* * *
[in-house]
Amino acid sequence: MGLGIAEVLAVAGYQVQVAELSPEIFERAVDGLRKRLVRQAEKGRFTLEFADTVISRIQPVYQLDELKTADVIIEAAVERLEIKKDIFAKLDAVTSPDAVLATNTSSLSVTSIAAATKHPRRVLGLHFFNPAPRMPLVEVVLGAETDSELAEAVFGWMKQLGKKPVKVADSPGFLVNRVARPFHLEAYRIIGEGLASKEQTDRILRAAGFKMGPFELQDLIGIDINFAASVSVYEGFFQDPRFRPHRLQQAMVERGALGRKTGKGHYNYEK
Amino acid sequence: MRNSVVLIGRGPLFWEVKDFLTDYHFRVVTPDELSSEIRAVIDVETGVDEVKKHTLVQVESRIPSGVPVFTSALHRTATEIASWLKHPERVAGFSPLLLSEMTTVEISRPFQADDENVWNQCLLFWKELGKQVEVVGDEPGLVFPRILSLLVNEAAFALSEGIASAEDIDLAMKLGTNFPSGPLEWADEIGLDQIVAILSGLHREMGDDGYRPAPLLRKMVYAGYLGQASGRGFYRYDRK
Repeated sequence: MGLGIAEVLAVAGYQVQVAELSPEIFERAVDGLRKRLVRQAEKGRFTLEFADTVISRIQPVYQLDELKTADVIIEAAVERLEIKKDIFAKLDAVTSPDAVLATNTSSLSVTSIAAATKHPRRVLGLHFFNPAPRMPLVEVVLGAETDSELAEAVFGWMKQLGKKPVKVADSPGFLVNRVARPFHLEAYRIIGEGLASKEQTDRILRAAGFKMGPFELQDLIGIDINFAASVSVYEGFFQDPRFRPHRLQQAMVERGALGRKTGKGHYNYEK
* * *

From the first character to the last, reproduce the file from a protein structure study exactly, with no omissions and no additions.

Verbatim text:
[in-house]
Amino acid sequence: MGLGIAEVLAVAGYQVQVAELSPEIFERAVDGLRKRLVRQAEKGRFTLEFADTVISRIQPVYQLDELKTADVIIEAAVERLEIKKDIFAKLDAVTSPDAVLATNTSSLSVTSIAAATKHPRRVLGLHFFNPAPRMPLVEVVLGAETDSELAEAVFGWMKQLGKKPVKVADSPGFLVNRVARPFHLEAYRIIGEGLASKEQTDRILRAAGFKMGPFELQDLIGIDINFAASVSVYEGFFQDPRFRPHRLQQAMVERGALGRKTGKGHYNYEK
Amino acid sequence: MRNSVVLIGRGPLFWEVKDFLTDYHFRVVTPDELSSEIRAVIDVETGVDEVKKHTLVQVESRIPSGVPVFTSALHRTATEIASWLKHPERVAGFSPLLLSEMTTVEISRPFQADDENVWNQCLLFWKELGKQVEVVGDEPGLVFPRILSLLVNEAAFALSEGIASAEDIDLAMKLGTNFPSGPLEWADEIGLDQIVAILSGLHREMGDDGYRPAPLLRKMVYAGYLGQASGRGFYRYDRK
Repeated sequence: MGLGIAEVLAVAGYQVQVAELSPEIFERAVDGLRKRLVRQAEKGRFTLEFADTVISRIQPVYQLDELKTADVIIEAAVERLEIKKDIFAKLDAVTSPDAVLATNTSSLSVTSIAAATKHPRRVLGLHFFNPAPRMPLVEVVLGAETDSELAEAVFGWMKQLGKKPVKVADSPGFLVNRVARPFHLEAYRIIGEGLASKEQTDRILRAAGFKMGPFELQDLIGIDINFAASVSVYEGFFQDPRFRPHRLQQAMVERGALGRKTGKGHYNYEK